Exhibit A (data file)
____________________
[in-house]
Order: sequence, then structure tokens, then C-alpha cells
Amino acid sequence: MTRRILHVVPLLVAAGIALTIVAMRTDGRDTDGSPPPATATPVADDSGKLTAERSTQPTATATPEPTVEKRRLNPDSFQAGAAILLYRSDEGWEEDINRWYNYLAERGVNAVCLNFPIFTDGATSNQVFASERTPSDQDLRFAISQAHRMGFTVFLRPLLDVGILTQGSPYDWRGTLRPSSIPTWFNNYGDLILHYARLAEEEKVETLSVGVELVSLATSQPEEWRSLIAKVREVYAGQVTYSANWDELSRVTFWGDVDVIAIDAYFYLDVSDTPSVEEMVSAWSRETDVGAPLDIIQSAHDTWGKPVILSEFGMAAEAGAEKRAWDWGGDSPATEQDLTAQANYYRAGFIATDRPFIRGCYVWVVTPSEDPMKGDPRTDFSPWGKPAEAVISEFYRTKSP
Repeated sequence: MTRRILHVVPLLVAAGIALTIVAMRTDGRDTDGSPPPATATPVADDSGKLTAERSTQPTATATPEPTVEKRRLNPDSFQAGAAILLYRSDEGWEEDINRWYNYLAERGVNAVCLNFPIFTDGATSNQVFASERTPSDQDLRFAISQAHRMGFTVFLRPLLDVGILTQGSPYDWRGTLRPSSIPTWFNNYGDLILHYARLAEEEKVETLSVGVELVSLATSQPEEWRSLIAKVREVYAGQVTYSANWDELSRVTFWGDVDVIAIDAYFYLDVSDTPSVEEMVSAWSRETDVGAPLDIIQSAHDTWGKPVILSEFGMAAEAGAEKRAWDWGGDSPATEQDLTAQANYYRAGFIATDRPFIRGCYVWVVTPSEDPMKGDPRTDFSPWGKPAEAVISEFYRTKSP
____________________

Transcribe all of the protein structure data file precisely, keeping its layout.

[in-house]
Order: sequence, then structure tokens, then C-alpha cells
Amino acid sequence: MTRRILHVVPLLVAAGIALTIVAMRTDGRDTDGSPPPATATPVADDSGKLTAERSTQPTATATPEPTVEKRRLNPDSFQAGAAILLYRSDEGWEEDINRWYNYLAERGVNAVCLNFPIFTDGATSNQVFASERTPSDQDLRFAISQAHRMGFTVFLRPLLDVGILTQGSPYDWRGTLRPSSIPTWFNNYGDLILHYARLAEEEKVETLSVGVELVSLATSQPEEWRSLIAKVREVYAGQVTYSANWDELSRVTFWGDVDVIAIDAYFYLDVSDTPSVEEMVSAWSRETDVGAPLDIIQSAHDTWGKPVILSEFGMAAEAGAEKRAWDWGGDSPATEQDLTAQANYYRAGFIATDRPFIRGCYVWVVTPSEDPMKGDPRTDFSPWGKPAEAVISEFYRTKSP
Repeated sequence: MTRRILHVVPLLVAAGIALTIVAMRTDGRDTDGSPPPATATPVADDSGKLTAERSTQPTATATPEPTVEKRRLNPDSFQAGAAILLYRSDEGWEEDINRWYNYLAERGVNAVCLNFPIFTDGATSNQVFASERTPSDQDLRFAISQAHRMGFTVFLRPLLDVGILTQGSPYDWRGTLRPSSIPTWFNNYGDLILHYARLAEEEKVETLSVGVELVSLATSQPEEWRSLIAKVREVYAGQVTYSANWDELSRVTFWGDVDVIAIDAYFYLDVSDTPSVEEMVSAWSRETDVGAPLDIIQSAHDTWGKPVILSEFGMAAEAGAEKRAWDWGGDSPATEQDLTAQANYYRAGFIATDRPFIRGCYVWVVTPSEDPMKGDPRTDFSPWGKPAEAVISEFYRTKSP